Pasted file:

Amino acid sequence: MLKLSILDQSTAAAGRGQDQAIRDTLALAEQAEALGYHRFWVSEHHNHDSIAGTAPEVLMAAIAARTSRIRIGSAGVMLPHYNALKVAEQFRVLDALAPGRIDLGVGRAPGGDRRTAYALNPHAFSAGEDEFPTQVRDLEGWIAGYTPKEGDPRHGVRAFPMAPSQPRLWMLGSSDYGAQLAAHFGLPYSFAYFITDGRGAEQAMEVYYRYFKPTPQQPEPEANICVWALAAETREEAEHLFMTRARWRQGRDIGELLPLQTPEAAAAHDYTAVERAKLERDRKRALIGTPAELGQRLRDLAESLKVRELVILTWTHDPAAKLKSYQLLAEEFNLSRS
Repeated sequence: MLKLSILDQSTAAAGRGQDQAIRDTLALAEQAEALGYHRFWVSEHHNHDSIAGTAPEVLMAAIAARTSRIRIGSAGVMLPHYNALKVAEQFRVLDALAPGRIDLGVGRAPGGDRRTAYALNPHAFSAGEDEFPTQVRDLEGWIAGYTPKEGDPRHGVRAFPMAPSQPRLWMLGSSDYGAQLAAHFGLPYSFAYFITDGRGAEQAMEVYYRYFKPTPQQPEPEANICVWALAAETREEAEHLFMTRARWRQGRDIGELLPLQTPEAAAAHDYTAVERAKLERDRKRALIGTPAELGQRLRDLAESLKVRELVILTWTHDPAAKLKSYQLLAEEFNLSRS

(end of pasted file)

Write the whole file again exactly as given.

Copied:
Amino acid sequence: MLKLSILDQSTAAAGRGQDQAIRDTLALAEQAEALGYHRFWVSEHHNHDSIAGTAPEVLMAAIAARTSRIRIGSAGVMLPHYNALKVAEQFRVLDALAPGRIDLGVGRAPGGDRRTAYALNPHAFSAGEDEFPTQVRDLEGWIAGYTPKEGDPRHGVRAFPMAPSQPRLWMLGSSDYGAQLAAHFGLPYSFAYFITDGRGAEQAMEVYYRYFKPTPQQPEPEANICVWALAAETREEAEHLFMTRARWRQGRDIGELLPLQTPEAAAAHDYTAVERAKLERDRKRALIGTPAELGQRLRDLAESLKVRELVILTWTHDPAAKLKSYQLLAEEFNLSRS
Repeated sequence: MLKLSILDQSTAAAGRGQDQAIRDTLALAEQAEALGYHRFWVSEHHNHDSIAGTAPEVLMAAIAARTSRIRIGSAGVMLPHYNALKVAEQFRVLDALAPGRIDLGVGRAPGGDRRTAYALNPHAFSAGEDEFPTQVRDLEGWIAGYTPKEGDPRHGVRAFPMAPSQPRLWMLGSSDYGAQLAAHFGLPYSFAYFITDGRGAEQAMEVYYRYFKPTPQQPEPEANICVWALAAETREEAEHLFMTRARWRQGRDIGELLPLQTPEAAAAHDYTAVERAKLERDRKRALIGTPAELGQRLRDLAESLKVRELVILTWTHDPAAKLKSYQLLAEEFNLSRS